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Seeing (and Knowing It)

'I Know I See You, I Just Don't Know When,' by Thomas Hawk on Flickr

[Image: “I Know I See You, I Just Don’t Know When,” by Thomas Hawk; found on Flickr.com, used here under a Creative Commons license. The photograph shows one view of the Stata building at MIT, designed by Frank Gehry. The building houses various facilities in support of research into computers, information science, intelligence, robotics, and related topics. More in the note at the foot of this post.]

From whiskey river:

There is, in sanest hours, a consciousness, a thought that rises, independent, lifted out from all else, calm, like the stars, shining eternal. This is the thought of identity—yours for you, whoever you are, as mine for me. Miracle of miracles, beyond statement, most spiritual and vaguest of earth’s dreams, yet hardest basic fact, and only entrance to all facts. In such devout hours, in the midst of the significant wonders of heaven and earth, (significant only because of the Me in the centre) creeds, conventions, fall away and become of no account before this simple idea. Under the luminousness of real vision, it alone takes possession, takes value. Like the shadowy dwarf in the fable, once liberated and look’d upon, it expands over the whole earth, and spreads to the roof of heaven.

(Walt Whitman [source])

and:

It would be an endless battle if it were all up to ego
because it does not destroy and is not destroyed by itself
It is like a wave
it makes itself up; it rushes forward getting nowhere really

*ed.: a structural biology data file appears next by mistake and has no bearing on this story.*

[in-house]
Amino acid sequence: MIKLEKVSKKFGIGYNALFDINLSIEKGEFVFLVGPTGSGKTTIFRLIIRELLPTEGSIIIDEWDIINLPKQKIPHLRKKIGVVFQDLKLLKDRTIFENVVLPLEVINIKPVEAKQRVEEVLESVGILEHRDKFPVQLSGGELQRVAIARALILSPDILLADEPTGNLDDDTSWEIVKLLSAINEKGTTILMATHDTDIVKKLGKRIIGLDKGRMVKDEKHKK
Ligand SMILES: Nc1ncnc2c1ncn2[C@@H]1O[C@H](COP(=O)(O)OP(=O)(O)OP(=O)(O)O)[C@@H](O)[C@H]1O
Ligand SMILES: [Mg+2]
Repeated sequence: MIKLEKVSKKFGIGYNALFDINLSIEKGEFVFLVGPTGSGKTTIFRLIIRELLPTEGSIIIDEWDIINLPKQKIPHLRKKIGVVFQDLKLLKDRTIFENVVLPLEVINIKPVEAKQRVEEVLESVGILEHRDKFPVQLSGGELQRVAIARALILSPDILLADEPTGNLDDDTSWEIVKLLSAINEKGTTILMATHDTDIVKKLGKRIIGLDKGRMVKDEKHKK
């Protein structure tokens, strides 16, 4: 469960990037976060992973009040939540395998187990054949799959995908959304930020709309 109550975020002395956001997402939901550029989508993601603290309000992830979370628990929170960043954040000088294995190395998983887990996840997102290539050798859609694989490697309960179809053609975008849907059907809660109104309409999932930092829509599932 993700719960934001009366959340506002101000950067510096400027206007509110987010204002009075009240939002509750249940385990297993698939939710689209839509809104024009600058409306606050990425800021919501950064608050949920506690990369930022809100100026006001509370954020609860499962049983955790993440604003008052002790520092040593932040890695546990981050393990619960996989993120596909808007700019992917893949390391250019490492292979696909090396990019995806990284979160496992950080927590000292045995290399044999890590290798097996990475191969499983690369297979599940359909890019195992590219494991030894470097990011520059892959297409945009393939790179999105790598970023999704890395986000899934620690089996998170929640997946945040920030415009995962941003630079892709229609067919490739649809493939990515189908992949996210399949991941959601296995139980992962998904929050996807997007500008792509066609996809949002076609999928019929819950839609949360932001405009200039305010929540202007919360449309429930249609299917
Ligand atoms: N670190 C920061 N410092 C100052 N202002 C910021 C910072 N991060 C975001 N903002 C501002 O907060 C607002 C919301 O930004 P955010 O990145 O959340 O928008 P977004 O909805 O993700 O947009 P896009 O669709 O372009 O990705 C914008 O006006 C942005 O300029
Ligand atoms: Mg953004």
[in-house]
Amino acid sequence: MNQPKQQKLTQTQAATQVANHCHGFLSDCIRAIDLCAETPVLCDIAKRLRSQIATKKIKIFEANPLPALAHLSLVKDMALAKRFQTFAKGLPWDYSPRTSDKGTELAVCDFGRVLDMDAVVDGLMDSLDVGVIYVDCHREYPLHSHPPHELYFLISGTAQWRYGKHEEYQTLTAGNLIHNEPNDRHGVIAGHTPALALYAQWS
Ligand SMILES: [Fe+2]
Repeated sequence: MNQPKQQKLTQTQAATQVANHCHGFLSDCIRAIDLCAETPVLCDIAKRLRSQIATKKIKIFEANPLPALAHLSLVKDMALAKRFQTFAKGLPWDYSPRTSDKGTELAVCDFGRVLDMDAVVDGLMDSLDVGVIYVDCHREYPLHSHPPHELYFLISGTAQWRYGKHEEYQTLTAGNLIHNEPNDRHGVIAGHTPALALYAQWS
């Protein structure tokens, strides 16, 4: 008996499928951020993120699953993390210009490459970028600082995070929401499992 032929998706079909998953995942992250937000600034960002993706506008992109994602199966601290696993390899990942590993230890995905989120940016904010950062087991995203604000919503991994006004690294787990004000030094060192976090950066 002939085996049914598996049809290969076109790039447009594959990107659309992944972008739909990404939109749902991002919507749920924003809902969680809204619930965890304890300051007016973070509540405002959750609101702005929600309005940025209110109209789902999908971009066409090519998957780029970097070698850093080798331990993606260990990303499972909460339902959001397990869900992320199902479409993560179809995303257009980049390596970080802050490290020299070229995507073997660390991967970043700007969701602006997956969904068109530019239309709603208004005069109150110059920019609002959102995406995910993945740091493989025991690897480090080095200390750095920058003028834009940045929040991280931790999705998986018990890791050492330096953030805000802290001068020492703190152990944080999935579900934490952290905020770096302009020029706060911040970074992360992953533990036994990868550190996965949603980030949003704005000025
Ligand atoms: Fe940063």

it crashes, withdraws and makes itself up again
pulls itself together with pride
towers with pride
rushes forward into imaginary conquest
crashes in frustration
withdraws with remorse and repentance
pulls itself together with new resolution.

(Agnes Martin [source])

and:

To open our eyes, to see with our inner fire and light, is what saves us. Even if it makes us vulnerable. Opening the eyes is the job of storytellers, witnesses, and the keepers of accounts. The stories we know and tell are reservoirs of light and fire that brighten and illuminate the darkness of human night, the unseen.

(Linda Hogan [source])

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Sky and I, Sharing

'Dream,' by Mikko Lagerstedt

[Image: “Dream,” by Finnish photographer Mikko Lagerstedt (Facebook/Instagram); one of several in his “Edge” collection.]

From whiskey river:

The Mockingbird

All summer
the mockingbird
in his pearl-gray coat
and his white-windowed wings

flies
from the hedge to the top of the pine
and begins to sing, but it’s neither
lilting nor lovely,

for he is the thief of other sounds—
whistles and truck brakes and dry hinges
plus all the songs
of other birds in his neighborhood

mimicking and elaborating,